SW Legal studies in Business

Involuntary Obscene Talk Is Disability That Employer Could Not Accommodate
Description An employee suffering from Tourette Syndrome, which caused involuntary outbursts of obscene words, was disabled. The employer did not violate the law by dismissing the employee since the disability prevented the employee from behaving with respect toward customers and other employees.
Topic Employment Discrimination
Key Words Disability; Job Performance; Tourette Syndrome
C A S E   S U M M A R Y
Facts Petzold suffers from a rare neurological disorder, Tourette Syndrome, which caused him to engage in involuntary outbursts of obscene words, racial epithets, and other socially unacceptable terms. He worked as a bagger at a grocery store for a year, during which he would, at times, loudly utter obscenities and racial slurs in the presence of customers. Some customers complained to the manager. Petzold's boss told him that such outbursts, while involuntary, could not be tolerated. The outbursts continued and he was fired. He sued for disability discrimination. His employer moved for summary dismissal of the case. The trial judge refused that motion. The employer appealed.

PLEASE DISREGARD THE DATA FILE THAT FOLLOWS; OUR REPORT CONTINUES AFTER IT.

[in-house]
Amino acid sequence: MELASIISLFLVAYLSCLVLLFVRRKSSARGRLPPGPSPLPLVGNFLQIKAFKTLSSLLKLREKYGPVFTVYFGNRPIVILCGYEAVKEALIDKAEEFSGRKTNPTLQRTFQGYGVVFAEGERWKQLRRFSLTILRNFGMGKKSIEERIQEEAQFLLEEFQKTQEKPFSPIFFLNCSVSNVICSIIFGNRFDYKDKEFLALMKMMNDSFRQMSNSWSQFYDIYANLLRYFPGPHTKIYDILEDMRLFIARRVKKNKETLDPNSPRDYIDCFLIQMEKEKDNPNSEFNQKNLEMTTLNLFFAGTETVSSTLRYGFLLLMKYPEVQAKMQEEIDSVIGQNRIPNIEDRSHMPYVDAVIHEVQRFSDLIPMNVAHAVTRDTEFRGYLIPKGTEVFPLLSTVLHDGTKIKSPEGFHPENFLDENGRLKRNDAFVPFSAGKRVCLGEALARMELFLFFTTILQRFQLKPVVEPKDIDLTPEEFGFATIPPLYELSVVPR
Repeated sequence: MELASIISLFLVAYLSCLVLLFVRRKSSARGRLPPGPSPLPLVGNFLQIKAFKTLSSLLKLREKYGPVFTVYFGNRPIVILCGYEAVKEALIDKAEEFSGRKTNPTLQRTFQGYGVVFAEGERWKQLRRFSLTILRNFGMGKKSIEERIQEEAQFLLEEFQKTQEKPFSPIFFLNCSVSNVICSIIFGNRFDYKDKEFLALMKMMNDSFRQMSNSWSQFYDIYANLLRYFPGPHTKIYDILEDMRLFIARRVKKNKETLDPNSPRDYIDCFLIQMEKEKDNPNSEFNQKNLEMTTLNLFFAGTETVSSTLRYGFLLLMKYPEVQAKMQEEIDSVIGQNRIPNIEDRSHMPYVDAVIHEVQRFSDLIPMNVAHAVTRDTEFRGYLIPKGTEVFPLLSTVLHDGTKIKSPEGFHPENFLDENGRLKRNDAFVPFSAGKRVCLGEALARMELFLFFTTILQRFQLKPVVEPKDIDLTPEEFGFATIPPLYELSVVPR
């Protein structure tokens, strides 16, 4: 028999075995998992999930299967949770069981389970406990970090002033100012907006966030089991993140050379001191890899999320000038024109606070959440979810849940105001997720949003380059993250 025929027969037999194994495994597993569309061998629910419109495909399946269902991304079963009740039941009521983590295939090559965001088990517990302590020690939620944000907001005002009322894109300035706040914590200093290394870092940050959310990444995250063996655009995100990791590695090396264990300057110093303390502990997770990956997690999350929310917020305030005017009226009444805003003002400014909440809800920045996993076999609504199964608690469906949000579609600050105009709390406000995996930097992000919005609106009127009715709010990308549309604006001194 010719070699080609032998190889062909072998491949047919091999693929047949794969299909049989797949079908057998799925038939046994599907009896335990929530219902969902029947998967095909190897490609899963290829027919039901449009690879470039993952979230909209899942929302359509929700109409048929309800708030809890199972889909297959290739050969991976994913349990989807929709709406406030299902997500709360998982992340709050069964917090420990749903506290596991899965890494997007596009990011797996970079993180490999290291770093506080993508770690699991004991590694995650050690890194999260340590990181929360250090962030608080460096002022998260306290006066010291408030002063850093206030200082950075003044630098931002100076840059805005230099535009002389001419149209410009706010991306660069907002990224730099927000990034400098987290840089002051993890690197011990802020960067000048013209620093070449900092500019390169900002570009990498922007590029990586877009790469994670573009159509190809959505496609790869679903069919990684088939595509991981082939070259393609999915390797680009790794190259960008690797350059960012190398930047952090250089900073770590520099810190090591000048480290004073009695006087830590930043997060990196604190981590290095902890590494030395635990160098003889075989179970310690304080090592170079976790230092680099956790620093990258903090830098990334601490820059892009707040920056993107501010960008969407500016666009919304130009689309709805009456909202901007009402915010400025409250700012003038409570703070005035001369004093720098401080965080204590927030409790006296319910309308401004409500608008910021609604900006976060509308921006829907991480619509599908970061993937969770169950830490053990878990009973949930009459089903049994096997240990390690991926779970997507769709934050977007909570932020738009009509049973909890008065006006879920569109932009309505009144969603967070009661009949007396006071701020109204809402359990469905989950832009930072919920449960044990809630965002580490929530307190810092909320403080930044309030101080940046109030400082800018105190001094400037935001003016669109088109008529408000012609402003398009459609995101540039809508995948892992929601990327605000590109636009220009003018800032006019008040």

Decision Reversed; case dismissed. Petzold is disabled. His disability is related to his ability to perform his job as a bagger at a grocery store. His use of offensive language on a daily basis in the presence of customers, children, and other employees, while involuntary, made him unfit for his job as a bagger and constituted misconduct under the employer's work rules prohibiting "abusive language to any employee, supervisor or customer" and "discourtesy."
Citation Petzold v. Borman's, Inc., 617 N.W.2d 394 (Ct. App., Mich., 2000)

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